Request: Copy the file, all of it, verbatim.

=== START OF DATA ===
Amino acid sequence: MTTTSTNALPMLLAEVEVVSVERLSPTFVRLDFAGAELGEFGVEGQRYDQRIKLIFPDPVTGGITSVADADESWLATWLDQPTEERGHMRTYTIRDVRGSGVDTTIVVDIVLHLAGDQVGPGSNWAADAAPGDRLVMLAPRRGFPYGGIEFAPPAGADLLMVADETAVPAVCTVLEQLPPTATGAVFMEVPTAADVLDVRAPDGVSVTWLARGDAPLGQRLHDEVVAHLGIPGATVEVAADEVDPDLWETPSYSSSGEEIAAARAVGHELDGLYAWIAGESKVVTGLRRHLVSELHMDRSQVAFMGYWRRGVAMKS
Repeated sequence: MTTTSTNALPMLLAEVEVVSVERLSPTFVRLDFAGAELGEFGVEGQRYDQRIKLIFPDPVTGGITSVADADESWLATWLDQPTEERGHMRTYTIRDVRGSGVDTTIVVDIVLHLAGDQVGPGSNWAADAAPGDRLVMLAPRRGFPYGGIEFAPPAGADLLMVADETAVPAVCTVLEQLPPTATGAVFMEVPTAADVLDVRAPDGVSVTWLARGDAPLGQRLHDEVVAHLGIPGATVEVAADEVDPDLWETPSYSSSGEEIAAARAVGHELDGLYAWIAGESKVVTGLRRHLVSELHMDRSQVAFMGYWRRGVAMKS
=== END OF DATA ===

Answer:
Amino acid sequence: MTTTSTNALPMLLAEVEVVSVERLSPTFVRLDFAGAELGEFGVEGQRYDQRIKLIFPDPVTGGITSVADADESWLATWLDQPTEERGHMRTYTIRDVRGSGVDTTIVVDIVLHLAGDQVGPGSNWAADAAPGDRLVMLAPRRGFPYGGIEFAPPAGADLLMVADETAVPAVCTVLEQLPPTATGAVFMEVPTAADVLDVRAPDGVSVTWLARGDAPLGQRLHDEVVAHLGIPGATVEVAADEVDPDLWETPSYSSSGEEIAAARAVGHELDGLYAWIAGESKVVTGLRRHLVSELHMDRSQVAFMGYWRRGVAMKS
Repeated sequence: MTTTSTNALPMLLAEVEVVSVERLSPTFVRLDFAGAELGEFGVEGQRYDQRIKLIFPDPVTGGITSVADADESWLATWLDQPTEERGHMRTYTIRDVRGSGVDTTIVVDIVLHLAGDQVGPGSNWAADAAPGDRLVMLAPRRGFPYGGIEFAPPAGADLLMVADETAVPAVCTVLEQLPPTATGAVFMEVPTAADVLDVRAPDGVSVTWLARGDAPLGQRLHDEVVAHLGIPGATVEVAADEVDPDLWETPSYSSSGEEIAAARAVGHELDGLYAWIAGESKVVTGLRRHLVSELHMDRSQVAFMGYWRRGVAMKS